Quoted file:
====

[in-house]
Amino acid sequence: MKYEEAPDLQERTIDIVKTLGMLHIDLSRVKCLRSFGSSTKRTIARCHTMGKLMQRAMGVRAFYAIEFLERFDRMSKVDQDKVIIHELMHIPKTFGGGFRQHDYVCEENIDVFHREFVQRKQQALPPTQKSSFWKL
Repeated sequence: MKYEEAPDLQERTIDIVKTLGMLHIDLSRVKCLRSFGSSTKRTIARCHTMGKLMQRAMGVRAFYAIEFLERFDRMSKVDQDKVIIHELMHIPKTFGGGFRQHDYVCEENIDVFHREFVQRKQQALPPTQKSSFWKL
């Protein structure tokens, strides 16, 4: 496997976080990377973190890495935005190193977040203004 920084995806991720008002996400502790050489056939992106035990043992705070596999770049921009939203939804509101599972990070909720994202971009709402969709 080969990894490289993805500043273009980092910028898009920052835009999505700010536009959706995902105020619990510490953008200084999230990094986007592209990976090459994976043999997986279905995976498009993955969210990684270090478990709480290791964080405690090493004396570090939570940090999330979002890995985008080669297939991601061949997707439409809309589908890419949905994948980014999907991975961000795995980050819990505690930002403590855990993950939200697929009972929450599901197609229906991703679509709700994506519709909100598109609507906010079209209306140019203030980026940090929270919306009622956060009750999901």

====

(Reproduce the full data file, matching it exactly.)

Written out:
[in-house]
Amino acid sequence: MKYEEAPDLQERTIDIVKTLGMLHIDLSRVKCLRSFGSSTKRTIARCHTMGKLMQRAMGVRAFYAIEFLERFDRMSKVDQDKVIIHELMHIPKTFGGGFRQHDYVCEENIDVFHREFVQRKQQALPPTQKSSFWKL
Repeated sequence: MKYEEAPDLQERTIDIVKTLGMLHIDLSRVKCLRSFGSSTKRTIARCHTMGKLMQRAMGVRAFYAIEFLERFDRMSKVDQDKVIIHELMHIPKTFGGGFRQHDYVCEENIDVFHREFVQRKQQALPPTQKSSFWKL
């Protein structure tokens, strides 16, 4: 496997976080990377973190890495935005190193977040203004 920084995806991720008002996400502790050489056939992106035990043992705070596999770049921009939203939804509101599972990070909720994202971009709402969709 080969990894490289993805500043273009980092910028898009920052835009999505700010536009959706995902105020619990510490953008200084999230990094986007592209990976090459994976043999997986279905995976498009993955969210990684270090478990709480290791964080405690090493004396570090939570940090999330979002890995985008080669297939991601061949997707439409809309589908890419949905994948980014999907991975961000795995980050819990505690930002403590855990993950939200697929009972929450599901197609229906991703679509709700994506519709909100598109609507906010079209209306140019203030980026940090929270919306009622956060009750999901």